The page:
Expect Cooler Nights with No Precipitation through the Remainder of the Week
Monsoonal weather patterns have moved into the Grand Canyon area decreasing fire danger. As a result, on Tuesday, July 8 at 8 a.m. fire managers lifted fire restrictions within Grand Canyon National Park. More »
Two Bats Collected in the Park Have Tested Positive for Rabies
One on the North Kaibab Trail and the other at Tusayan Ruin/Museum. Rabies can be prevented if appropriate medical care is given following an exposure. Any persons having physical contact with bats in Grand Canyon National Park, please follow this link. More »
Reclamation Releases Environmental Assessment for Public Review and Comment on an Experimental Protocol for High-Flow Releases from Glen Canyon Dam
Contact: Lisa Iams/USBR, 801-534-3673
Contact: Beverley Heffernan/USBR, 801-524-3712
The Bureau of Reclamation has released a Draft Environmental Assessment for the Development and Implementation of a Protocol for High-Flow Experimental Releases from Glen Canyon Dam, from 2011 through 2020 for a 30-day public review and comment period.
The EA analyzes the effects of implementing a protocol to conduct multiple high-flow experiments from the dam between 2011 and 2020 to better determine whether and how sand conservation can be improved in the Colorado River corridor downstream of the dam. The protocol will provide an adaptive management framework to learn how to better conserve the limited sand supply to the Colorado River below the dam, while ensuring that no significant impacts occur to other downstream resources affected by the high releases.
During a high flow experiment, the high volume of water released from the dam suspends sand stored in the river channel deposited by tributaries. A portion of that sand is re-deposited in the downstream river reaches as sandbars and beaches while another portion is transported downstream by river flows. These sand bars and beaches, and the associated near-shore habitats, are important components of the Colorado River ecosystem in addition to providing camping opportunities for river runners and hikers along the Colorado River within Grand Canyon National Park.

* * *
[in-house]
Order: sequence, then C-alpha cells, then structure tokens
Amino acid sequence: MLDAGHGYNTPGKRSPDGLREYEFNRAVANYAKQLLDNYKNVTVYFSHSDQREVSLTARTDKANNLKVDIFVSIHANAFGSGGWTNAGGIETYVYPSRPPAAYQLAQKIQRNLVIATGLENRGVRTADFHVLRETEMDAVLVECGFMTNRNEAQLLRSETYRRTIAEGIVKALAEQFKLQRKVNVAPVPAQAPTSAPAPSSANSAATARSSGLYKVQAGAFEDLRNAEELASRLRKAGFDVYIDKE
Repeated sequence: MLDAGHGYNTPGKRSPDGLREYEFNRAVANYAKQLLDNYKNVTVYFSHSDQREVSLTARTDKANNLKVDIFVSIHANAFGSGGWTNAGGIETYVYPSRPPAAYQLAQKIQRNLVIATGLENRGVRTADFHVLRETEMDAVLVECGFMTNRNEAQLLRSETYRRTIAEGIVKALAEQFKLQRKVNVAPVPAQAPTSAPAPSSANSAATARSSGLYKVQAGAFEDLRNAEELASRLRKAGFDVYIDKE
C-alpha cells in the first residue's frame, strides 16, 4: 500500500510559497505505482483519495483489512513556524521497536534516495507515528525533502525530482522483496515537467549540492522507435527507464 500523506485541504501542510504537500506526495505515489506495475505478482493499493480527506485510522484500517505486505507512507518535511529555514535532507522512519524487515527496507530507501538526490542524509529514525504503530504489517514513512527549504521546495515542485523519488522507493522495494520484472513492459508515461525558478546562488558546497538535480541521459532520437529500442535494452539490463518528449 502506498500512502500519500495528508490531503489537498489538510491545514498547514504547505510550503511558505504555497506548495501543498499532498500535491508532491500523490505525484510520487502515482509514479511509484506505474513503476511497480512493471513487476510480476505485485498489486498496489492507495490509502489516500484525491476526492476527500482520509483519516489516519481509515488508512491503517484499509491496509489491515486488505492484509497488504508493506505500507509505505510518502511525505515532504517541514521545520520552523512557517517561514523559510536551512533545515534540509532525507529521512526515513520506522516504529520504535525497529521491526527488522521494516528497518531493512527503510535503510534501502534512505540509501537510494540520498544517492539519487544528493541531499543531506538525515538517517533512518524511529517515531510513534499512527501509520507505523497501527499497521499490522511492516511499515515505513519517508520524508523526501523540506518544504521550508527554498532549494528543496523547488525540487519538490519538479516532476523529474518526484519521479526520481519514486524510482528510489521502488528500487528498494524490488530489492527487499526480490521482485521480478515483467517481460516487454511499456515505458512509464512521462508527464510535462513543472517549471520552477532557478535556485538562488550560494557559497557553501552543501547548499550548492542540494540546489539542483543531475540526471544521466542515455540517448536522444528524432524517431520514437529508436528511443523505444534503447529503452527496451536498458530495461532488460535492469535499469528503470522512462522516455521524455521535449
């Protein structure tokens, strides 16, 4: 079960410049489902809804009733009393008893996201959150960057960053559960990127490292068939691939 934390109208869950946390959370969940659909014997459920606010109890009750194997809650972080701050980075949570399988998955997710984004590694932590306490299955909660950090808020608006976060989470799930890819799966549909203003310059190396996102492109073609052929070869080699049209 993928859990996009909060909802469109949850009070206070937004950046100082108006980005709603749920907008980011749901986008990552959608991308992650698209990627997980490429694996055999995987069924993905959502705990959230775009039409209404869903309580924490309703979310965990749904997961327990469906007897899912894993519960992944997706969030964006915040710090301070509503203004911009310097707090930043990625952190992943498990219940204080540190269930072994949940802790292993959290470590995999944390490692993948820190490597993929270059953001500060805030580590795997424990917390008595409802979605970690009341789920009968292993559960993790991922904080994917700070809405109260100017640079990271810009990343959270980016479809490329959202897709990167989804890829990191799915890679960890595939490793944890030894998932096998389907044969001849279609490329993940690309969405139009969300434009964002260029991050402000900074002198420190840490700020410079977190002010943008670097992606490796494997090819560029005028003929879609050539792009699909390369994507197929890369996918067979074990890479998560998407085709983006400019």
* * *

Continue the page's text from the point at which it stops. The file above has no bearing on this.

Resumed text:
The Department of the Interior initiated development and implementation of the protocol as part of the ongoing Glen Canyon Dam Adaptive Management Program, to build on the knowledge gained from the previous high-flow experiments conducted in 1996, 2004, and 2008, and to comply with requirements and obligations established by the Grand Canyon Protection Act of 1992.
The draft EA was prepared in accordance with the National Environmental Policy Act and is available at http://www.usbr.gov/uc/envdocs/ea/gc/HFEProtocol/index.html
Written comments may be provided to Reclamation through February 14, 2011 to the address above or via e-mail at e-mail us . For more information, or to request a printed or CD-ROM copy of the EA, please contact Dennis Kubly at (801) 524-3715.
Did You Know?
Each year, thousands of hikers enter the Grand Canyon on the Bright Angel Trail. They follow a route established by prehistoric people for two key reasons: water and access. Water emerges from springs at Indian Garden, and a fault creates a break in the cliffs, providing access to the springs.